Western Australia | Urban
From its inception in 2004, the project sought to improve the connections between the natural and built environment and to partner with community to develop accessible, affordable, safe and vibrant places for living and recreation.
Objectives for the development ranged from development of a ‘model’ green village, production of high quality medium-density housing with a range of types and affordable solutions, providing high residential amenity, enhancing the biodiversity of adjacent open space, facilitating active and passive recreation in well-planned open space and linking to surrounding land uses with design techniques and pedestrian/cycle trails for active transport. Considerations therefore spanned environmental sustainability, infrastructure and transport. Master planning incorporated sustainability principles, resource conservation and innovative housing products. Clear guidelines and tools were provided to builders in order to meet design and performance requirements, including consideration of an attractive streetscape.
Energy performance and water use standards include a minimum 7.5 star energy efficiency rating, and use of solar photovoltaic cells, gas-boosted solar hot water, high thermal performance window options including double glazing, , rainwater harvesting, water efficient appliances and fittings. Guidelines provided for use of materials low in embodied emissions.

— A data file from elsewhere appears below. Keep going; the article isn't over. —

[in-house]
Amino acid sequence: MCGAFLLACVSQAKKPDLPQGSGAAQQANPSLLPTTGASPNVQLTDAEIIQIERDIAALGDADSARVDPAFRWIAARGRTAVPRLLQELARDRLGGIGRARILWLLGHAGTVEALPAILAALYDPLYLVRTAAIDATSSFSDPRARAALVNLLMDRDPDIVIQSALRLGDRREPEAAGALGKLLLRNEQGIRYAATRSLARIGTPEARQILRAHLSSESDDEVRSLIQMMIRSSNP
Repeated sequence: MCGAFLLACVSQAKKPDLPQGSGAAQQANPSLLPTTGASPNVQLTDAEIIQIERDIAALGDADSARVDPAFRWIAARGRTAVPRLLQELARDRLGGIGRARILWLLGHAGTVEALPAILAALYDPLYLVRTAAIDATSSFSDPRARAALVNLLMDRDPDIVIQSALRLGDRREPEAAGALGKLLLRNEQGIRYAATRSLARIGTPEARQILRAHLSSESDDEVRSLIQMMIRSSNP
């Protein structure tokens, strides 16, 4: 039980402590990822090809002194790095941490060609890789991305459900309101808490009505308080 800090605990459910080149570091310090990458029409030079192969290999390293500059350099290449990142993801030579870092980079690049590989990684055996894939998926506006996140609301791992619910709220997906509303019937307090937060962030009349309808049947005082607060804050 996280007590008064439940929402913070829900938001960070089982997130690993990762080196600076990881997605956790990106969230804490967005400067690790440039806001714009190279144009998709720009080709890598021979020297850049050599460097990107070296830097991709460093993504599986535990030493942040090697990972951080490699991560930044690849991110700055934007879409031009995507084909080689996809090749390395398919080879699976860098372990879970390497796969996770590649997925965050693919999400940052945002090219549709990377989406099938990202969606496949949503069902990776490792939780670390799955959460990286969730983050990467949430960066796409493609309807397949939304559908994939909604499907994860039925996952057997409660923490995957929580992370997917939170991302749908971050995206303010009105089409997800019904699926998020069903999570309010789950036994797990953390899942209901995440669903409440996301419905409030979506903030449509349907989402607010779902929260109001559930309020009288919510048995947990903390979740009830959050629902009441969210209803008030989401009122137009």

The siting and orientation of allotments optimises natural light and access to open space. This medium density housing, in conjunction with high quality public open space and walkable neighbourhoods, sought to encourage use of local facilities and promote recreational and incidental physical activity. Set over 15 hectares, the development includes over 10 hectares of open space, including wetlands and urban forest.
Facilities such as a community garden help to facilitate greater social interaction and an enhanced sense of belonging. Recreation and physical activity opportunities are supported by facilities such as a playground, fitness trail, oval, basketball court and barbeque area. Recycled water is used for parklands irrigation; the perception of greenness can further encourage residents to be physically active. Bicycle and footpath links can be used to access the Klemzig Interchange O-bahn (rapid transit busway) for commuting to the city. Alternatively, a bikeway extends to the city. Cycling facilities, lighting and improvement of linkages to public transport were all considered in the project. During the early establishment of the development, a Sustainability Centre was used to showcase eco-friendly building and living to thousands of visitors. Community development and education are sustained through groups such as Friends of Lochiel Park and Ripples Community Arts, which has completed mosaics on bio-retention pits across the development.